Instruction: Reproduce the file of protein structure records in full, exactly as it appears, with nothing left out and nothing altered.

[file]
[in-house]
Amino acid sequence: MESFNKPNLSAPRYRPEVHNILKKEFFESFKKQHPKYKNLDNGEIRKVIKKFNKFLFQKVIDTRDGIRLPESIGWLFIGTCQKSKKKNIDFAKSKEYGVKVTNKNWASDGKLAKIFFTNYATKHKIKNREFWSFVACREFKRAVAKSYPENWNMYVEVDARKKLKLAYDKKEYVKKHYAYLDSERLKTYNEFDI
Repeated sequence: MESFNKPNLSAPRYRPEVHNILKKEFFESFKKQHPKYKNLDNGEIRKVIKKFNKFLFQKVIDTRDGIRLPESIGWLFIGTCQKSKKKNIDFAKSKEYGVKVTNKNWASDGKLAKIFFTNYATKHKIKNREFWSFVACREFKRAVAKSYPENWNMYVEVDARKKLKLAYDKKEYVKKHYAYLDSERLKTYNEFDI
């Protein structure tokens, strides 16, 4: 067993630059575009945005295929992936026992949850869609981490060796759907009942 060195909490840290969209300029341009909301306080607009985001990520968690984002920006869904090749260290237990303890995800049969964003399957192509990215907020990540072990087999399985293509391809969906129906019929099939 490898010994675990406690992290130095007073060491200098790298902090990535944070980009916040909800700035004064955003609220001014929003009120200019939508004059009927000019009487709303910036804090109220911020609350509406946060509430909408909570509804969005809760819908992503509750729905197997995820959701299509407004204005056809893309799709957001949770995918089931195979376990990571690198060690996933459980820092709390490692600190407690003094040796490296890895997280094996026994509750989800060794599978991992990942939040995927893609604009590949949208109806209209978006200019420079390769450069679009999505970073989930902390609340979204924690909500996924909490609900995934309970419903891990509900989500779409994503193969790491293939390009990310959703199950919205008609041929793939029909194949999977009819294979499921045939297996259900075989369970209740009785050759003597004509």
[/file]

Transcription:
[in-house]
Amino acid sequence: MESFNKPNLSAPRYRPEVHNILKKEFFESFKKQHPKYKNLDNGEIRKVIKKFNKFLFQKVIDTRDGIRLPESIGWLFIGTCQKSKKKNIDFAKSKEYGVKVTNKNWASDGKLAKIFFTNYATKHKIKNREFWSFVACREFKRAVAKSYPENWNMYVEVDARKKLKLAYDKKEYVKKHYAYLDSERLKTYNEFDI
Repeated sequence: MESFNKPNLSAPRYRPEVHNILKKEFFESFKKQHPKYKNLDNGEIRKVIKKFNKFLFQKVIDTRDGIRLPESIGWLFIGTCQKSKKKNIDFAKSKEYGVKVTNKNWASDGKLAKIFFTNYATKHKIKNREFWSFVACREFKRAVAKSYPENWNMYVEVDARKKLKLAYDKKEYVKKHYAYLDSERLKTYNEFDI
């Protein structure tokens, strides 16, 4: 067993630059575009945005295929992936026992949850869609981490060796759907009942 060195909490840290969209300029341009909301306080607009985001990520968690984002920006869904090749260290237990303890995800049969964003399957192509990215907020990540072990087999399985293509391809969906129906019929099939 490898010994675990406690992290130095007073060491200098790298902090990535944070980009916040909800700035004064955003609220001014929003009120200019939508004059009927000019009487709303910036804090109220911020609350509406946060509430909408909570509804969005809760819908992503509750729905197997995820959701299509407004204005056809893309799709957001949770995918089931195979376990990571690198060690996933459980820092709390490692600190407690003094040796490296890895997280094996026994509750989800060794599978991992990942939040995927893609604009590949949208109806209209978006200019420079390769450069679009999505970073989930902390609340979204924690909500996924909490609900995934309970419903891990509900989500779409994503193969790491293939390009990310959703199950919205008609041929793939029909194949999977009819294979499921045939297996259900075989369970209740009785050759003597004509």